The Sea is a key enabler of life on Earth, producing 50% of the oxygen in the atmosphere, absorbing about 25% of human-produced carbon dioxide emissions and 90% of excess heat in the climate system, and regulating the global climate. The seas have greatly slowed the rate of climate change but also been among its first victim: 14% of coral reefs and the related biodiversity are gone, the Arctic has lost an ice area about six times the size of Germany over the last 40 years, and marine species are disappearing from their habitat at twice the rate of those on land.
Today’s seas are warmer, more acidic, and less productive, which is being discussed at COP26. Global warming reduces the mixing of seawater layers, which means fewer nutrients and oxygen, which has already produced profound changes in the distribution and abundance of marine life. Without ocean protection, we must expect climate change to have a profound impact on humans. But does protecting the seas rank high on the to-do list for saving the planet?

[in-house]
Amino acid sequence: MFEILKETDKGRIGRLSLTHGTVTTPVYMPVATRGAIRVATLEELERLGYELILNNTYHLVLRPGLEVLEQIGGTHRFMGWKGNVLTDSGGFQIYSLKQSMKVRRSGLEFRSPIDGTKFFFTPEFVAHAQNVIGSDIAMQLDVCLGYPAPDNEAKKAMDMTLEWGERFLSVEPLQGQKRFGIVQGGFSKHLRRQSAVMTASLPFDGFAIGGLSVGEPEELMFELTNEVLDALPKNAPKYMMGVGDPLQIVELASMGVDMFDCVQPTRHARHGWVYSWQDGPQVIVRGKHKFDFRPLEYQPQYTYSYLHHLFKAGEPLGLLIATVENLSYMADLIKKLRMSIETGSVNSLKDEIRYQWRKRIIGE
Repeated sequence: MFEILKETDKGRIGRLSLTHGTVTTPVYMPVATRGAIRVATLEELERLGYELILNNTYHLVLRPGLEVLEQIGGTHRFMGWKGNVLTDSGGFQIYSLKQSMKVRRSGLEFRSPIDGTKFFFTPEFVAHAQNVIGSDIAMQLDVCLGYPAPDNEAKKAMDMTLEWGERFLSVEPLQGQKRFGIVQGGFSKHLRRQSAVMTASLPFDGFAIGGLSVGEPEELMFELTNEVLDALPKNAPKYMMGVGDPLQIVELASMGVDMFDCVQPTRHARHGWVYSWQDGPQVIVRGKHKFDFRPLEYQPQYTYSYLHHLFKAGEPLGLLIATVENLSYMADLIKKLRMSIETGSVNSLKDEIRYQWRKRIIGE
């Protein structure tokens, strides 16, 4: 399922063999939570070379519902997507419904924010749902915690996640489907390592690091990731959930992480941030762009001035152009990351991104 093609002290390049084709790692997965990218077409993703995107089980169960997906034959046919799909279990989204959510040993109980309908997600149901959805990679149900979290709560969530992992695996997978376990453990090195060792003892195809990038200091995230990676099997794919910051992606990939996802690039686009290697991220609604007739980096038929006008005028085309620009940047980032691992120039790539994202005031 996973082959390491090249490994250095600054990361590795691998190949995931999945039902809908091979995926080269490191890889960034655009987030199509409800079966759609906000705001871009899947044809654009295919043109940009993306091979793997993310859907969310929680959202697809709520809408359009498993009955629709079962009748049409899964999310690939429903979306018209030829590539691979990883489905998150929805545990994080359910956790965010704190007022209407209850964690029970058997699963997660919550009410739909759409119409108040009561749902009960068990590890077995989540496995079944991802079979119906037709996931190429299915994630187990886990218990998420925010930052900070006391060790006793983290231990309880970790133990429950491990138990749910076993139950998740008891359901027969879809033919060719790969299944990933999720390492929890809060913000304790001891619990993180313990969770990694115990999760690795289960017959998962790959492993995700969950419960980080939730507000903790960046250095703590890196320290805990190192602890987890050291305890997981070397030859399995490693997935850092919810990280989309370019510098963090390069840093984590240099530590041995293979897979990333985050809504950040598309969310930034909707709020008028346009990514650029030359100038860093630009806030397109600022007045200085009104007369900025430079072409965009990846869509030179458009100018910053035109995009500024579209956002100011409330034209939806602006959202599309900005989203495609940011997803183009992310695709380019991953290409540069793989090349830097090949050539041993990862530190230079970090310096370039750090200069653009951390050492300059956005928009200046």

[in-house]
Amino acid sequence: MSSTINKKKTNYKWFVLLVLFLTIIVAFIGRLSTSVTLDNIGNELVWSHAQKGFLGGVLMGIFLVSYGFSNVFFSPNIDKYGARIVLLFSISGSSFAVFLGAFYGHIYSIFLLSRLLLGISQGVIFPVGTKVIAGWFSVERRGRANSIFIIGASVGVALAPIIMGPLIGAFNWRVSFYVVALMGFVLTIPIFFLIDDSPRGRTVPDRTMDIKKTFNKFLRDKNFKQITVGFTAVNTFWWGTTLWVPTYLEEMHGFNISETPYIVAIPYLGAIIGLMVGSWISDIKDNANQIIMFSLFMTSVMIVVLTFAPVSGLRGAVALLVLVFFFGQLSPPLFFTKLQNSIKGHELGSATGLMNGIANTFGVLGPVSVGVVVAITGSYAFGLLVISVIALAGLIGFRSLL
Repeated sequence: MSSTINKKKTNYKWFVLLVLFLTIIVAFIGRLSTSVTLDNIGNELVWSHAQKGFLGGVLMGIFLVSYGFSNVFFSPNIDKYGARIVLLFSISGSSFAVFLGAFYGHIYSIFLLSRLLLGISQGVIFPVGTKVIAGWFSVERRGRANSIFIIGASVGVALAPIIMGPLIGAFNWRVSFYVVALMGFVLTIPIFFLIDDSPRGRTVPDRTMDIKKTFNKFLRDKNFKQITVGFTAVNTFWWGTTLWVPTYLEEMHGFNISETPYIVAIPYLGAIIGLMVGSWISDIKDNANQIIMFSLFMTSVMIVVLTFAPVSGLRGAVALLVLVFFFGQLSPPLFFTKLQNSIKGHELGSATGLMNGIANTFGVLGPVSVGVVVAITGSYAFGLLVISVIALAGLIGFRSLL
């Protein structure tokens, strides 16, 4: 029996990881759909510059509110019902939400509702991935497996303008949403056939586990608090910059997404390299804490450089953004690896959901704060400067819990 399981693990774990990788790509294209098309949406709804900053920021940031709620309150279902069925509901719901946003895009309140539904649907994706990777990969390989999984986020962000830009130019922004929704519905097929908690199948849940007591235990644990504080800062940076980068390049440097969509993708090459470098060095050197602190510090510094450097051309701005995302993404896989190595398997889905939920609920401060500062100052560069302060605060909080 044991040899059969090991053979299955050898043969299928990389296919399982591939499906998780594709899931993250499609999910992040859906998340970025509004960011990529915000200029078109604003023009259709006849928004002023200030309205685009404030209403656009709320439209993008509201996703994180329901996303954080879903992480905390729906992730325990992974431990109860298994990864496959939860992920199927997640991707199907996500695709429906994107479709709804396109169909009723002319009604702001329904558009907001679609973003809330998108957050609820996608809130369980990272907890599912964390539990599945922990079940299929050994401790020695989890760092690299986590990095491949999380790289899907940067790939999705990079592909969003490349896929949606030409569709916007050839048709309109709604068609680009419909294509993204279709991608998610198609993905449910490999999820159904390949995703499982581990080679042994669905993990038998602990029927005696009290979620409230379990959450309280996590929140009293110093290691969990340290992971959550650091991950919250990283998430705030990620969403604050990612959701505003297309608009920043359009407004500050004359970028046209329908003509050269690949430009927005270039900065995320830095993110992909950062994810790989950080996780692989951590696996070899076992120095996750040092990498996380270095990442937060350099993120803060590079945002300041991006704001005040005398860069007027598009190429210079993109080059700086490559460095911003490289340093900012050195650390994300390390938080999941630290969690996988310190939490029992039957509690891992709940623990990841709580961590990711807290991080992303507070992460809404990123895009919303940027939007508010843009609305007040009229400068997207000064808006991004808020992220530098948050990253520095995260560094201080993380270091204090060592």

“We are currently severely undercounting carbon emissions that result from human activities in the ocean. Things like trawling by fishing fleets, activities that disturb the seabed. We must include oceans in how we account for emissions and pollution, and I hope COP26 will recognise this problem,” Dawn Wright, a scientist working for ESRI, told Reuters.
It is up to us, our habits – which must become more and more concerned with sustainability, the only way to respect the planet and the sea. At Seasons, we feel a strong sense of this responsibility. Our concept of food and doing business stems from the awareness that projects such as ours must take on the burden (relative, certainly) of fixing what will no longer be fixable in a few years. On the other hand, it is up to each one of us, free and powerful individuals, to choose activities and consumption that can be conscious and sustainable.
More than a dozen countries, including the United States, pledged on Tuesday to protect their national waters. The pledge is among a series of commitments being made at the U.N. COP26 climate conference in Glasgow. Leaders and negotiators have gathered to keep alive a receding target of capping global temperatures at 1.5 degrees Celsius (2.7 Fahrenheit) above pre-industrial levels. Will be that enough? Will the promise meet the ambition needed to reverse the ongoing destruction of oceans?